Zah returned a grin and nodded for them to leave. As soon as she turned, though, the door slammed open, and a large man filled its frame, his hair dripping wet, his face emotionless. 

Orel’s eyes shifted between Sami and Zah, and his mouth twitched. His hand immediately reached for Zah’s neck as he dropped the clothes he was holding. He slammed her against the wall, her feet barely touching the ground. 

“No!” Sami shouted, taking a step toward them.

“Stay the hell where you are,” Orel’s voice boomed as he glared at Sami, stopping her mid-stride. Her fear engulfed her, and she couldn’t move. 

He turned to Zah, her hands grappling at his large one around her throat. Her mouth grimaced, and her eyes shone with pure malice.

“You were Yoren’s little toy, so we didn’t touch you. But you’ve gone too far this time.” He spat at her face and tightened his grip. Zah tilted her head higher and opened her mouth as she gasped for air. But she still didn’t give in. She swung her leg with as much force as she could muster, and she hit him between the legs. 

The impact caused him to release Zah as he bent forward. Zah caught herself on the short fall and didn’t let the opportunity slip away. She grabbed Orel’s lowered head and kneed his face.

Sami found herself then, her grip on the screwdriver stronger. She exhaled and ran the two steps to Orel curled on the ground, his hands to his nose. He saw her above him and reached out with one of his fists.

“You little…” he hissed. Sami dodged his arm and brought the screwdriver down on his neck. She watched as his eyes went wide. 

She felt Zah’s hand on her arm, pulling her away. Sami kept her hold on the bloodied screwdriver as she let Zah lead her to the window. They climbed the table and jumped out onto the paved sidewalk.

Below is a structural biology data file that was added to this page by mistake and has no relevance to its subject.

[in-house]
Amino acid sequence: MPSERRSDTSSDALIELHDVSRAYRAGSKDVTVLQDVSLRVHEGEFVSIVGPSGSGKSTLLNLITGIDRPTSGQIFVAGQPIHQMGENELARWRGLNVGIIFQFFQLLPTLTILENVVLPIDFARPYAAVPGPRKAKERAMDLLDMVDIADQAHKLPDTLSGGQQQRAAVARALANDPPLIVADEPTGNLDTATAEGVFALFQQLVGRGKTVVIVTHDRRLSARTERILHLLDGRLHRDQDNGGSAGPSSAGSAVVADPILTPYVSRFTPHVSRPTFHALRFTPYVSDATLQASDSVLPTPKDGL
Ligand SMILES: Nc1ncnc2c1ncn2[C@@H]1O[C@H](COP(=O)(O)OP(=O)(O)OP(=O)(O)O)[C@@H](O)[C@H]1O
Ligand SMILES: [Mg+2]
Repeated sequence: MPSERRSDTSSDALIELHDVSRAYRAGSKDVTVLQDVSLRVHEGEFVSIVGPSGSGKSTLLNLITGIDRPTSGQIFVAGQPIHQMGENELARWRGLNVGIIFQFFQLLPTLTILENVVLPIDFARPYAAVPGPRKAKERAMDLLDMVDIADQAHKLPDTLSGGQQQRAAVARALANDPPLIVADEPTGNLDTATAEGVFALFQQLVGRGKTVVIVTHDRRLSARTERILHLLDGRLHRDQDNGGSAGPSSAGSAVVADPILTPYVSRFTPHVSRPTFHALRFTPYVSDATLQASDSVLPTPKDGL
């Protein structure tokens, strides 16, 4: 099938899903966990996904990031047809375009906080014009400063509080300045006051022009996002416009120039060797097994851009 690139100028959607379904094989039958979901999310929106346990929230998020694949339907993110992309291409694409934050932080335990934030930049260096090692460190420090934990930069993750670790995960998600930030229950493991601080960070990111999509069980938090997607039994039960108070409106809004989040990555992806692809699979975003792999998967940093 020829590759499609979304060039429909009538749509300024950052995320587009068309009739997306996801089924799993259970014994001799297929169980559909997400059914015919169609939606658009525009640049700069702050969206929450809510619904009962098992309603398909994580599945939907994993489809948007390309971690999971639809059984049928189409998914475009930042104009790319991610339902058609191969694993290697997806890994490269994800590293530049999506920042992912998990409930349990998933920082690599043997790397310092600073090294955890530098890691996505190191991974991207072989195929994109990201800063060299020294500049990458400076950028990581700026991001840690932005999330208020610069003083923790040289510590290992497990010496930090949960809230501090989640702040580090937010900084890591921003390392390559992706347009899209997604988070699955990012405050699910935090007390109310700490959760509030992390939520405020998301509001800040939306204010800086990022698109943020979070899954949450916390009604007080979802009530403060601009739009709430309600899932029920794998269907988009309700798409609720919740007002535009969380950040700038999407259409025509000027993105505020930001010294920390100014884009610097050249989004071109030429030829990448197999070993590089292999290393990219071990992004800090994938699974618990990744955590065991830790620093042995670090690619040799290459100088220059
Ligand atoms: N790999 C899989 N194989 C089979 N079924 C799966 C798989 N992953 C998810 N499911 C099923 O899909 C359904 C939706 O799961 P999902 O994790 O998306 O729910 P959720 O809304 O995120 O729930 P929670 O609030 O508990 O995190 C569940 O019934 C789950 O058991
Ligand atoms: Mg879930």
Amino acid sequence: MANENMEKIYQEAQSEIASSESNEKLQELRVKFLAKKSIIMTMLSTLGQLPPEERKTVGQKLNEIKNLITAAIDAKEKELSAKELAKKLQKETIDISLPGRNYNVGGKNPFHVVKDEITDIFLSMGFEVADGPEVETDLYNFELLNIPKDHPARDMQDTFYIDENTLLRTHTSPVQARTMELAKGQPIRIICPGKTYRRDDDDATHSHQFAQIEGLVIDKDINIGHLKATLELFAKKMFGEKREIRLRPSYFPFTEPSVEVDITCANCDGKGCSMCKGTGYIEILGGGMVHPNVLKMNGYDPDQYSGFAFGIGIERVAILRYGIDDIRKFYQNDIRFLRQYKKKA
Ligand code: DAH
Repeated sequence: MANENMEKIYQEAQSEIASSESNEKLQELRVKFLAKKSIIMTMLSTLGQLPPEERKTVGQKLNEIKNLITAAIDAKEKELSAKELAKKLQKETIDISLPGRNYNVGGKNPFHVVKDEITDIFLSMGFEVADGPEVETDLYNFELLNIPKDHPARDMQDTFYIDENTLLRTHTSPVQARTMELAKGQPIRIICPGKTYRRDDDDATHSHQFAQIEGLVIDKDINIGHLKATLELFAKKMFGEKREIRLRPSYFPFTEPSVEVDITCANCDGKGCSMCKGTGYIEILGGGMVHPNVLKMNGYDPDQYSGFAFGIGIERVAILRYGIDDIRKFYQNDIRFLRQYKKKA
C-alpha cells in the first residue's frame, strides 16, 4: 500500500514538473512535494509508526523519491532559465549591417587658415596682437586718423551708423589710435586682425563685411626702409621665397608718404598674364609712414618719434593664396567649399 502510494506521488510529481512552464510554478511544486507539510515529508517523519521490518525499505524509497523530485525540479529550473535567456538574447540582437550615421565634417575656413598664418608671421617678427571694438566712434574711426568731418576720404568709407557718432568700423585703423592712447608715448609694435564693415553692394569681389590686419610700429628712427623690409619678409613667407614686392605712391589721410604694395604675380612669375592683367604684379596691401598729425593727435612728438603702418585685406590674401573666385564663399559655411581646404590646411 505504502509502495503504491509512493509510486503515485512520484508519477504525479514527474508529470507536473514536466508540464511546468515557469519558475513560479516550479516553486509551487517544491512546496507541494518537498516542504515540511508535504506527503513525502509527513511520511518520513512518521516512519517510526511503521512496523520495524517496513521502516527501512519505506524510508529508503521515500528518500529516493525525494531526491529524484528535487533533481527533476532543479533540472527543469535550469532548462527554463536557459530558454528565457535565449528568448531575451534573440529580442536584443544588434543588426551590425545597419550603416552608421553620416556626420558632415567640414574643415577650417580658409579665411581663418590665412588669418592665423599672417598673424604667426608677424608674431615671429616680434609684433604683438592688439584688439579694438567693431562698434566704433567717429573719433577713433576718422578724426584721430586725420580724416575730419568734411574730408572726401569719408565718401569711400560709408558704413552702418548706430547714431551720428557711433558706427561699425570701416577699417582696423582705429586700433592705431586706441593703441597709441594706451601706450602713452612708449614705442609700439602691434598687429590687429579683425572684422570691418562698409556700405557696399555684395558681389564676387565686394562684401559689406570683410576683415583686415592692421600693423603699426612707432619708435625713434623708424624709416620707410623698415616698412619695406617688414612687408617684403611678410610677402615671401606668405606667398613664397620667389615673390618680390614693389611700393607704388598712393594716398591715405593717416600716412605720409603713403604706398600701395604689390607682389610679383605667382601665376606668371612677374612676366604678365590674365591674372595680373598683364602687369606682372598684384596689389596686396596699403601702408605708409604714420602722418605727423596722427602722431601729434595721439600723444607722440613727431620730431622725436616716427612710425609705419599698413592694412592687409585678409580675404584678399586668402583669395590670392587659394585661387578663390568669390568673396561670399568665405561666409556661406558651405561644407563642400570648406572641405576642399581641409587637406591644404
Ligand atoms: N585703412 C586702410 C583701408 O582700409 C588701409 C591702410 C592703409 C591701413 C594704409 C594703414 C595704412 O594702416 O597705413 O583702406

Zah ran, and Sami followed.

When they reached a park, Zah stopped and slumped down beside a tree. She was panting, but a smile was plastered on her face. 

“What are we going to do now?” Sami asked between breaths. Zah looked up at her, a laugh escaping her throat. She stood up.

“First of all, my Sam, I am so proud of you.” Zah hugged her then, a tight, long embrace where Sami felt her heart beating against her chest. Sami didn’t know what overcame her when she struck Orel with the screwdriver. She just knew that she couldn’t stand there unmoving when Zah fought against him even in a hold. She didn’t know if her hit was fatal or not, but she didn’t really care.

When Zah let go, she held Sami by the shoulders and stared into her eyes. “And second, we do what I’ve always wanted to do. Let’s do our own thing, away from that wretched crew.”

“Maybe we’ll find my brother again,” Zah started sharing her dreams again, her ambitions, “when our names are well known. We’ll tell him how we left with a bang, far better than he had in the middle of the night. And maybe then, he’ll tell us why he gave you a screwdriver of all things.”

But Sami already knew the reason. Screw it, he had always said. She bet he never intended for her to take it literally.